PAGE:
The Peter David Factor:

Part 5

X-Factor #74 (Jan. 1992) “Politically Incorrect” — This issue starts off by showing us the various team members asleep. Most of them seem to be dreaming: Guido about Kim Basinger, Lorna about Magneto, Quicksilver about his estranged wife Crystal, and Alex about Lorna. Alex is awakened by Rahne Sinclair (Wolfsbane), who is sitting half-dressed at the foot of his bed. She seems upset that he was murmuring Lorna’s name in his sleep, but when he asks the (logical) question of what she’s doing in his room, she makes some lame excuse and takes off. This thing with Rahne and Alex is getting weird. It’s seeming less and less like a teenage crush and more and more like some strange obsession on Rahne’s part. Of course Alex seems completely oblivious to it, so it’s hard for us to estimate how long it’s been going on. Another thing I found interesting here: for all of Alex and Lorna’s talk about rekindling their romance and living together and all that, they’re still sleeping in separate rooms here. I guess they’re not quite ready to pick out china patterns yet.

The next morning, we see Alex and Lorna playing racquetball and discussing Rahne’s late-night visit. Lorna promises to have a “girl-to-girl” talk with her. Lorna also mentions having noticed that Rahne is repressed and edgy about sexuality. Maybe I’m obtuse, but when did Lorna notice this? I mean, it makes sense considering that Rahne was raised by a religious nut who taught her that EVERYTHING is a sin, and who, when he found out she was a mutant, tried to kill her because he thought she was possessed by the devil. But how did Lorna come to the conclusion that Rahne is sexually repressed? Or perhaps I should say, how did Peter David come to that conclusion? Is it something he just made up, or did he notice some hints in the way she had been depicted over the previous ten years? Does this “repression” have anything to do with the way she’s been acting toward Alex? As usual, David raises some interesting possibilities. Anyway, Guido comes in to tell them that the polygraph expert (who also happens to be Val’s ex-husband) has arrived at HQ, and they all have to head over there.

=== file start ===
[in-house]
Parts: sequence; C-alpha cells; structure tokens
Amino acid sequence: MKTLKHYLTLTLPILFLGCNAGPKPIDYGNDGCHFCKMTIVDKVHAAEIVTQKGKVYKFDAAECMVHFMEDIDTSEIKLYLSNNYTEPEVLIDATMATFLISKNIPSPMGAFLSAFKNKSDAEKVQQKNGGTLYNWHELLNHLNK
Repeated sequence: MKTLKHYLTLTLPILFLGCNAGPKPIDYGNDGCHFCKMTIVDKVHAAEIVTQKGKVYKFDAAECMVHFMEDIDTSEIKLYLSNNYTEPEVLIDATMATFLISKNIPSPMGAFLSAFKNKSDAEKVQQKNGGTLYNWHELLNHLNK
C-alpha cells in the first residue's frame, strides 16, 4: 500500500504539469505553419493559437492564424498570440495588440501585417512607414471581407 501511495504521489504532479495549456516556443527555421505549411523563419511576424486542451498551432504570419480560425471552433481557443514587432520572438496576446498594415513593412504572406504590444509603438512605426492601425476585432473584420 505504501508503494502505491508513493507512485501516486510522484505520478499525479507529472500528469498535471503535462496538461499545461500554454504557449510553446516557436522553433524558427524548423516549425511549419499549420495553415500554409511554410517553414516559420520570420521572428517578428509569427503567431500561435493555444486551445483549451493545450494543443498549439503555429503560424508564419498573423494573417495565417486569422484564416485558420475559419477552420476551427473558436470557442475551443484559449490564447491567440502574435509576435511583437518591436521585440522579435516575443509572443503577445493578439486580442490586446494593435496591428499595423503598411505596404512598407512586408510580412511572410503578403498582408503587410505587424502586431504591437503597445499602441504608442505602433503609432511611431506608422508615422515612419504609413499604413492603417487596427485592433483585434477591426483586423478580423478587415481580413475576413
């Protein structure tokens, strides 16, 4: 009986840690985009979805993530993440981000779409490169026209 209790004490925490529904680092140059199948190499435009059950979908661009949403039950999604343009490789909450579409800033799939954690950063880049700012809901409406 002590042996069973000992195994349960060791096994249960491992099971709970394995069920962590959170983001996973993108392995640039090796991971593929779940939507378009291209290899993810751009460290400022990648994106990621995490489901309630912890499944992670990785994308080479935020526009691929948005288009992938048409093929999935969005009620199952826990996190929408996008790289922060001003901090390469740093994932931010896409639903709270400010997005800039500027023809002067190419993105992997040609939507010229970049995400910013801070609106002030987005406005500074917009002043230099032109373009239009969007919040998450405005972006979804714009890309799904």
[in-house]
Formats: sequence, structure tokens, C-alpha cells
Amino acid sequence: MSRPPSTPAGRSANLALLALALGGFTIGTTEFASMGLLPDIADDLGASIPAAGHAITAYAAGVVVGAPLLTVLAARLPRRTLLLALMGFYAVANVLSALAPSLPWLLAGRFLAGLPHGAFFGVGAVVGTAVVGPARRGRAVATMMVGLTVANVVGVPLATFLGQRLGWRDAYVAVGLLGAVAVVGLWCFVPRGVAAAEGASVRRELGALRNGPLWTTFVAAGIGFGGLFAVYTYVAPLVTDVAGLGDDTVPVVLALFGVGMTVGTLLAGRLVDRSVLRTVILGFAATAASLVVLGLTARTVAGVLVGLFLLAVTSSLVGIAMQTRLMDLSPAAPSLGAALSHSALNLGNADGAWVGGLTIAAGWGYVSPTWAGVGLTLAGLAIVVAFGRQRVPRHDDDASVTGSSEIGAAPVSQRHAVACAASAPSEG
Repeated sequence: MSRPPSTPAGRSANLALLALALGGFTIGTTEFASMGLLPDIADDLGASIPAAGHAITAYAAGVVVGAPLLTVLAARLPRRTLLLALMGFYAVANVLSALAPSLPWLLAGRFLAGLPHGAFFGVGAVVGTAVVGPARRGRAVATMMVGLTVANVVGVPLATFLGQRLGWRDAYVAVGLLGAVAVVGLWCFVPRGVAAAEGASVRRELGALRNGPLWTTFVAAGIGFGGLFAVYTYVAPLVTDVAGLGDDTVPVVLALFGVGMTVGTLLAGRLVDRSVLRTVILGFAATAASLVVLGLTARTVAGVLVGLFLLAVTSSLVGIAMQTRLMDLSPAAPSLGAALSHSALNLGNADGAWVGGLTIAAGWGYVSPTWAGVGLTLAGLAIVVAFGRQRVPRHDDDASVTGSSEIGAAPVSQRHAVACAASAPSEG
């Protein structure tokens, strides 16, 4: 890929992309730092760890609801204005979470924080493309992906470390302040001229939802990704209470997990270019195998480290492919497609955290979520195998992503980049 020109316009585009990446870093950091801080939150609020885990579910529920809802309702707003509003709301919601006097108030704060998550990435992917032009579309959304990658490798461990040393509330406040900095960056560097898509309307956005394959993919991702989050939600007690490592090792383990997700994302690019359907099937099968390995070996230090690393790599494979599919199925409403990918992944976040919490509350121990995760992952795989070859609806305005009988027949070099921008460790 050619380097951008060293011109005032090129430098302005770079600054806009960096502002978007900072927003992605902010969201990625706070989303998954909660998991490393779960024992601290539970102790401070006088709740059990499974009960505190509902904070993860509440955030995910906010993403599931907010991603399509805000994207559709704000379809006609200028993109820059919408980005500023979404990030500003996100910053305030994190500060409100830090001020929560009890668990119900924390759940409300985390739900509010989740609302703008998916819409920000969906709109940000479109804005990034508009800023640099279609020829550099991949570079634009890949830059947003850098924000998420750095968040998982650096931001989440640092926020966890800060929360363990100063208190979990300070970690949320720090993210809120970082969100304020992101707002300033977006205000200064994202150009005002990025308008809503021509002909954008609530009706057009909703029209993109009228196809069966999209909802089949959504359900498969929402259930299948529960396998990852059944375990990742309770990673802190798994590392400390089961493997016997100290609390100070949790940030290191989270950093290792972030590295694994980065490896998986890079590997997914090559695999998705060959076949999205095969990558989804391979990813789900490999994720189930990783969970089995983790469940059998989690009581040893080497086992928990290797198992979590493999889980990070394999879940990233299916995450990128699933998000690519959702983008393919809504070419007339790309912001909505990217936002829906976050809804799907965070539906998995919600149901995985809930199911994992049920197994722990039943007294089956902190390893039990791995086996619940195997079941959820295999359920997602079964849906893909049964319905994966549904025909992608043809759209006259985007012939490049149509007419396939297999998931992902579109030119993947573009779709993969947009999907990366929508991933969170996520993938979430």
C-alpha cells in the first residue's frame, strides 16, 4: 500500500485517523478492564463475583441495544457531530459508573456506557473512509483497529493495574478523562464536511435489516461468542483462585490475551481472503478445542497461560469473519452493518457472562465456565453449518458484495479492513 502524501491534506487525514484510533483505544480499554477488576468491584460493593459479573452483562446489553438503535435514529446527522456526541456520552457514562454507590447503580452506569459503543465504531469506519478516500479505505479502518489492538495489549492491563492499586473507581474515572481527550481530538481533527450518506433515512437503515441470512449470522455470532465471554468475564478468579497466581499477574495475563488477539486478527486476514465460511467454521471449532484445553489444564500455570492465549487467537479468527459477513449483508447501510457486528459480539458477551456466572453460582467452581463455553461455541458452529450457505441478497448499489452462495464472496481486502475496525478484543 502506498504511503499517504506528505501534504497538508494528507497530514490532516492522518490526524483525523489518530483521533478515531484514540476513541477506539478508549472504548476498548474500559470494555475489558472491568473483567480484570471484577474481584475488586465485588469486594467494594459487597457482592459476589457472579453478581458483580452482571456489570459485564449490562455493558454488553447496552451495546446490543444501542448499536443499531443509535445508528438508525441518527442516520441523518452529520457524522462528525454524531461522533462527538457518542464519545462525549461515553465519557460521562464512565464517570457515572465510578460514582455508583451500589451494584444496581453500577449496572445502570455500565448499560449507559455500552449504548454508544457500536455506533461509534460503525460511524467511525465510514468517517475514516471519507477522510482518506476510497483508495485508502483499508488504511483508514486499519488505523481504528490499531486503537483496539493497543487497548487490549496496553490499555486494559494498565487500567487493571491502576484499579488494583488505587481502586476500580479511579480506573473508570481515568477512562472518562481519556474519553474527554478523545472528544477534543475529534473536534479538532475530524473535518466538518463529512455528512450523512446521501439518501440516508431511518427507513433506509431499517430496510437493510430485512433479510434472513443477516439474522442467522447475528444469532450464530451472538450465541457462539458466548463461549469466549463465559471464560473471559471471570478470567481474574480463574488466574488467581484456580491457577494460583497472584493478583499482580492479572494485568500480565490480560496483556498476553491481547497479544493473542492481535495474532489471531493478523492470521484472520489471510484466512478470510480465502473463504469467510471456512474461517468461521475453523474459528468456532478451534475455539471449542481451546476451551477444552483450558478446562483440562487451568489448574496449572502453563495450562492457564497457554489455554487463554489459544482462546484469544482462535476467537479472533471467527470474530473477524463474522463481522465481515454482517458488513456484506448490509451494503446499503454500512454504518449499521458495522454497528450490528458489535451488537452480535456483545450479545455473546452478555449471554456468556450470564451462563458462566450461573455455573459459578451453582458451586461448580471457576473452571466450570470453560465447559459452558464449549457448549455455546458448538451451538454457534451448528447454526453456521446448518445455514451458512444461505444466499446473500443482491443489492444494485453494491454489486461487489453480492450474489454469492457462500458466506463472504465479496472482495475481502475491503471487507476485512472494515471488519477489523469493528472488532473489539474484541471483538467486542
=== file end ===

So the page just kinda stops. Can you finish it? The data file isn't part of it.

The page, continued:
Next we see those shadowy mysterious figures from last issue discussing how well their plans have gone. One of the figures is revealed to be a U.S. senator (with Presidential aspirations) with a family straight out of a Norman Rockwell painting. Apparently, this senator is the one with the “ricochet” ability to turn people’s powers against them. I can’t help wondering where this guy got HIS powers from. If he’s a mutant, it seems hypocritical for him to hate X-Factor for being mutants, but if he just hates them for having super-powers that would be hypocritical too, since he has powers of his own. Of course hypocrisy in the government is nothing new, so maybe he’s just a typical politician who sees everything in black and white. His mysterious companion isn’t fully depicted here, but he seems to be the mastermind behind the whole plan, and in one panel we see that he has a glint in his eye and a diamond on his forehead. Gee, I wonder who that could be.